First Aid Basics | Survival Skills

The things that may happen to you in a back
country, most commonly are cuts, and athletic injuries, like, sprains. So I happen to have a little gash here, a
little flap. With something that’s like a cut, that’s not
bleeding very much, if you pack a very simple First Aid kit, and I’m not a real fan of carrying
a huge kit, all you have to do is apply direct pressure to a cut. So direct pressure will stop bleeding and
hold it there. So if I hold that flap of skin down, I’m holding
it with my thumb, holding it for a few minutes, it’ll stop and the skin will adhere back to
the rest of your body. If you have injuries that are athletic injuries,
like, you twist your knee, you twist your ankle, there are a lot of great things that
you can use in the environment to take care of those injuries. They have an Ace bandage that works really
well. I don’t have an Ace bandage in my kit, but
you want to, RICE an athletic injury, which is rest it, ice it, or cool it down, compress
it and elevate it. Elevation is easy. Resting is easy. Not really. A lot of people want to keep walking on it. That just causes more injury. Cooling it down. You can cool it down with mud. You can cool it down with sphagnum moss, which
grows all around here. So you can pack it with moss, you can wrap
it with a t-shirt that gives you compression, that gives you coolness, and that will take
care of a sprain, or strain, or something like that. So with a cut you want direct pressure, and
then you want to clean your injury. In my kit I carry band-aids, some larger band-aids,
some big gauze pads. I carry duct tape. Inside of here is safety pins. I also carry some hand warmers. One of the other things that I carry in my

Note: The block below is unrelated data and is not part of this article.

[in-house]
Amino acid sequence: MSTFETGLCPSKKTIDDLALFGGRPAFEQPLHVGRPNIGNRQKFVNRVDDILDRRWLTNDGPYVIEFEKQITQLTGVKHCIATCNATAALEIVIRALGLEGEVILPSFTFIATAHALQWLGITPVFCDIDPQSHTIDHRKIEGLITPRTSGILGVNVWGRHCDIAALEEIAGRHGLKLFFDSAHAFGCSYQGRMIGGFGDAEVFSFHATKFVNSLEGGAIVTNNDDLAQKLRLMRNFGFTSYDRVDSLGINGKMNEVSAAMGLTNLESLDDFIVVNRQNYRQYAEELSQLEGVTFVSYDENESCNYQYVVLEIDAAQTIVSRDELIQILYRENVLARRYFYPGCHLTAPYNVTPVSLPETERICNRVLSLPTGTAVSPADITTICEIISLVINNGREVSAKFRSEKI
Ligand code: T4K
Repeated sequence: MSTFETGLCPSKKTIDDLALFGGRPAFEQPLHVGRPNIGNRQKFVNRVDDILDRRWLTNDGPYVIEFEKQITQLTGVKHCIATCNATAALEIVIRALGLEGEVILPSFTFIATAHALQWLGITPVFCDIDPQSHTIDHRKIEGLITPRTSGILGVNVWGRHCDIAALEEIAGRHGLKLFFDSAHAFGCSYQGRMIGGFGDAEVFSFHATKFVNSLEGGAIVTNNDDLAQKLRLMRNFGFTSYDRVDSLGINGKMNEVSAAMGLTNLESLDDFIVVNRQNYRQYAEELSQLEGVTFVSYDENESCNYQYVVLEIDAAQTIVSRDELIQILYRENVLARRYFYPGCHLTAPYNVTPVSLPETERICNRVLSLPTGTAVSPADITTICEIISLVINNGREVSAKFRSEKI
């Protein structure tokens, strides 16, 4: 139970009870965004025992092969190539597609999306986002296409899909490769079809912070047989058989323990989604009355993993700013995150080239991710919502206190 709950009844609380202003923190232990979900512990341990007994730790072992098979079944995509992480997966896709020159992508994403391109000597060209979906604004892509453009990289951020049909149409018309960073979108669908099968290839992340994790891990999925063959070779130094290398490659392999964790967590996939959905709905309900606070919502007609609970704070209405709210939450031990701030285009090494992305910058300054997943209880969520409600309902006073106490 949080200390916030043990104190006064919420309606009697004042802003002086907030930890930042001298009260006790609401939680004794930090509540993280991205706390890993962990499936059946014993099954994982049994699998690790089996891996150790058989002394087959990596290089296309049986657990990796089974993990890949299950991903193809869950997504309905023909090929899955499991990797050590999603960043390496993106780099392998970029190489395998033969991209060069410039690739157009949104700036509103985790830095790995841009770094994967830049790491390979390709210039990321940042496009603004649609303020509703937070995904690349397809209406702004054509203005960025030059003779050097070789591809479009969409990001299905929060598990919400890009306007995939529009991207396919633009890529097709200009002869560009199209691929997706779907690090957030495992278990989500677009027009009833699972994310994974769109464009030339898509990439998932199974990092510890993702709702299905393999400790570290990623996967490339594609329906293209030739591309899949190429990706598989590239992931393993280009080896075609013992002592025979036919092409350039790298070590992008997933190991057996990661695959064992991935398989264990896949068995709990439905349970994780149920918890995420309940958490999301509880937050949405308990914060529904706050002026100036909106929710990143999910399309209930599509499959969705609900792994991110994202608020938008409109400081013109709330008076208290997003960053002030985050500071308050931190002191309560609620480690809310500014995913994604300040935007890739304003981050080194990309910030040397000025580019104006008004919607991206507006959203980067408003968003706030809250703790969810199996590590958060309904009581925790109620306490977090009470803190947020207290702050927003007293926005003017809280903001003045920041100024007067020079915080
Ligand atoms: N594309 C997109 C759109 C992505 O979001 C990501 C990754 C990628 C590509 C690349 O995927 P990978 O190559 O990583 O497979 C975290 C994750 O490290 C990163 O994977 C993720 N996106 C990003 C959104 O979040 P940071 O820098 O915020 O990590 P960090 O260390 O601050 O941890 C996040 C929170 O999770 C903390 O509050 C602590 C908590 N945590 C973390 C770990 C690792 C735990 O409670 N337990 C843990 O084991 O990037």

First Aid kit is a mirror. A mirror works great for signaling. And this all goes in my emergency kit by the
way. So I can signal with this. But it also allows me to search for dangerous
animals, aka, ticks in places that I might not normally be able to see. So this is an important piece of First Aid
equipment that also allows you to take things out of your eye. So if you get something in your eye, that’s
another common injury, you get a stick or a piece of trash in your eye, allows you to
look into your eye and wipe it out. I just happen to have a little mask if I’m
doing CPR or rescue breathing. I have a iodine wipes, again, band-aids. Band-aids can be used as steri-strips to close
big wounds. Oftentimes I will carry something that’s like
a Pepto and a pain-killer in my First Aid kit, that if you do have something that’s
stomach or a medical condition you have something to take care of that. So athletic injuries and cuts and stuff are
the most often things you’ll get. In addition to that, you may get blisters,
and somewhere in here, I believe I have some moleskin. Moleskin is great to put over blisters. There’s actually better stuff out there now
that’s gel packs that you can put over blisters that work really well. So these simple items are what I carry with
me. That, and improvisation will allow you to
take care of almost all your back country injuries. One thing that also works really well in combination
with your First Aid kit is iodine tablets so you can make an iodine solution, irrigate
your wound. Have some iodine wipes in there. So this is a really simple, really lightweight
First Aid kit that you can carry with you. All this fits into about half this bag and
weighs a pound or so. So it’s really light, really easy, and really
useful to carry with you in the back country.

11 comments

  1. If you don't know how to remove it properly, then don't (attempt to) take it out. You'll probably make it worse.
    Use your fingers and lightly grip it, then pull it out in the direction it went in. You can swipe the stinger with a piece of paper, cardboard, or plastic if it's decently shaped (not jagged).

  2. Hey, have you heard about Trankors Survival Secret? It's off the charts. No matter what type of critical situation you might find yourself in, you can make everyone safe and sound with step by step plans.

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